Author: Sensei Lincoln

"The initiation of an attack with the intent to injure" (Bredemeier, 1983)

"A sequence of behaviour in which the goal is to injure another person" (Dollard et al, 1939)

"A behaviour directed against a living target, in which there is a probability greater than zero of imparting a noxious stimulus" (Kaufman, 1970)

"Any form of behaviour directed toward the goal of harming or injuring another being who is motivated to avoid such treatment" (Baron, 1977)

The 3 common points of the above definitions:

1) For an overt behaviour it must be directed against a living target i.e. an opponent thus excluding hitting the desk with a fist.

2) For an act to be aggressive it must be an intent to harm the target, thus excluding unintended injury upon another human being.

3) There must a reasonable expectation that the aggression will be successful and the target harmed. Thus excluding behaviour where the victim will be harmed. i.e. aggressor and victim separated by bars or team-mates.

Types of aggression (Baron 1977).

1) Hostile Aggression:

Goal - injure the other human being

Intent - make them suffer

Reinforcement - pain and suffering caused

This type of aggression is always accompanied by an angry aggressor.

e.g. Baseball pitcher --- high inside fast ball at batter who had angered him clearly attempting to injure the batter- goal is to cause suffering, result of contest irrelevant therefore goal is to harm and not to win.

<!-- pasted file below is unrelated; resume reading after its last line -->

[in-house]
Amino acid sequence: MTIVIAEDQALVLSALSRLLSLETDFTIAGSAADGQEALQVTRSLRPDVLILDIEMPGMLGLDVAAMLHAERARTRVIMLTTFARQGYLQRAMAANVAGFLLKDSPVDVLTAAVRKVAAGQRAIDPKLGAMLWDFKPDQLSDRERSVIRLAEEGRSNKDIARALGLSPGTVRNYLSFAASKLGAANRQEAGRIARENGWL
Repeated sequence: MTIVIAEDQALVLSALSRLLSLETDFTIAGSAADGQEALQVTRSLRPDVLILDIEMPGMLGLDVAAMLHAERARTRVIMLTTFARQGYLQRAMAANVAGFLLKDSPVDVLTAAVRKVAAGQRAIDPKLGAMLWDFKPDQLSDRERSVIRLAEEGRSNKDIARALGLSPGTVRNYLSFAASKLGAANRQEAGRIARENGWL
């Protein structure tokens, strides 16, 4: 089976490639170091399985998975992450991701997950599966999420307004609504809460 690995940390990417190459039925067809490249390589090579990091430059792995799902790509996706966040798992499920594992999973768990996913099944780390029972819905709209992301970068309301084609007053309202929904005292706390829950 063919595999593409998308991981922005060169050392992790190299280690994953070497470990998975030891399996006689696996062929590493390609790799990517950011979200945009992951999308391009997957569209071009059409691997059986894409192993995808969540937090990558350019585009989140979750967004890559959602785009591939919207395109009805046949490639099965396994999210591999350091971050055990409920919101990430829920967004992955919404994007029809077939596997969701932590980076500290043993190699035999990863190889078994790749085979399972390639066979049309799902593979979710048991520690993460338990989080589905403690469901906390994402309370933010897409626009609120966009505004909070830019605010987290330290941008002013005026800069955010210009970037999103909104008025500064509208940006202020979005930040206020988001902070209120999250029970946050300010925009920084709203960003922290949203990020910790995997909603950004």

2) Instrumental Aggression:

Goal - to receive some other external goal.

Intent - to harm the opponent

Reinforcement - the external reward

e.g. Baseball pitcher --- high inside fast ball to establish superiority at the plate - pitcher not necessarily angry at batter but sees hitting the batter as instrumental in obtaining his primary goal (winning).

3) Assertiveness

(Often confused with aggression) involves legitimate, physical, or verbal force to achieve one goal. There is no intent to harm therefore it is not aggression.

*Distinguishing between aggressive acts in sport that are acceptable with those that are unacceptable is based upon three issues.

1. What is morality?

Finding a common moral value is difficult yet essential in defining aggression in sport.

2. Morality in sport compared to everyday life.

(a) The game frame negates morality making sport devoid of moral considerations;

(b) The game frame has no consequence for moral reasoning; or,

(c) the game frame alters moral meanings.

3. Understanding the game.

Every game and sport has its own culture or accepted way of doing things. Understanding this culture is vital in distinguishing between acceptable behaviour and unacceptable behaviour.

e.g. The football fanatic sees the hard hip and shoulder as acceptable aggression but the chess player may find this unacceptable.

Therefore one’s perspective of the game and the influence of the game’s culture constitute one’s views on aggression in sport.

How does aggression effect performance?

Hostile aggression: performance would appear to wane in light of the aggressor being more concerned with harming the opponent than defeating the opponent. (e.g. Geelong 1995).

Instrumental aggression: performance would be more likely to improve given that the player harms the opponent in order of gaining an advantage. i.e. winning. (e.g. Geelong 1989)

According to Bredemeier and Sheilds, "it will be important to identify ways in which such variables as gender, degree of sport involvement, and external rewards influence reasoning about athletic aggression".